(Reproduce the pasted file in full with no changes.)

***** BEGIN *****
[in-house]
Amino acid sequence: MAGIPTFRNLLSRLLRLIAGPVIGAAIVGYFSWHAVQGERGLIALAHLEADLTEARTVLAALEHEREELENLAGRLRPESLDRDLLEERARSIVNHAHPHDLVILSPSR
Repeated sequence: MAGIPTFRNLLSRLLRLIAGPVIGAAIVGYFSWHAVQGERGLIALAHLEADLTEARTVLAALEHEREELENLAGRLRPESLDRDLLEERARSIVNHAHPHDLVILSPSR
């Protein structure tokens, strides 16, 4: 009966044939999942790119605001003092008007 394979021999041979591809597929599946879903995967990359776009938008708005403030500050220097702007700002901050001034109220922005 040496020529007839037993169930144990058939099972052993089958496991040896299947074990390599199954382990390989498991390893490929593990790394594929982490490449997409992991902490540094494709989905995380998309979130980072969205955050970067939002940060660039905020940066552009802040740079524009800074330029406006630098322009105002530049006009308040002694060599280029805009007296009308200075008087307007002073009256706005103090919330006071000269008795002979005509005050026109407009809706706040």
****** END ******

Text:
[in-house]
Amino acid sequence: MAGIPTFRNLLSRLLRLIAGPVIGAAIVGYFSWHAVQGERGLIALAHLEADLTEARTVLAALEHEREELENLAGRLRPESLDRDLLEERARSIVNHAHPHDLVILSPSR
Repeated sequence: MAGIPTFRNLLSRLLRLIAGPVIGAAIVGYFSWHAVQGERGLIALAHLEADLTEARTVLAALEHEREELENLAGRLRPESLDRDLLEERARSIVNHAHPHDLVILSPSR
């Protein structure tokens, strides 16, 4: 009966044939999942790119605001003092008007 394979021999041979591809597929599946879903995967990359776009938008708005403030500050220097702007700002901050001034109220922005 040496020529007839037993169930144990058939099972052993089958496991040896299947074990390599199954382990390989498991390893490929593990790394594929982490490449997409992991902490540094494709989905995380998309979130980072969205955050970067939002940060660039905020940066552009802040740079524009800074330029406006630098322009105002530049006009308040002694060599280029805009007296009308200075008087307007002073009256706005103090919330006071000269008795002979005509005050026109407009809706706040």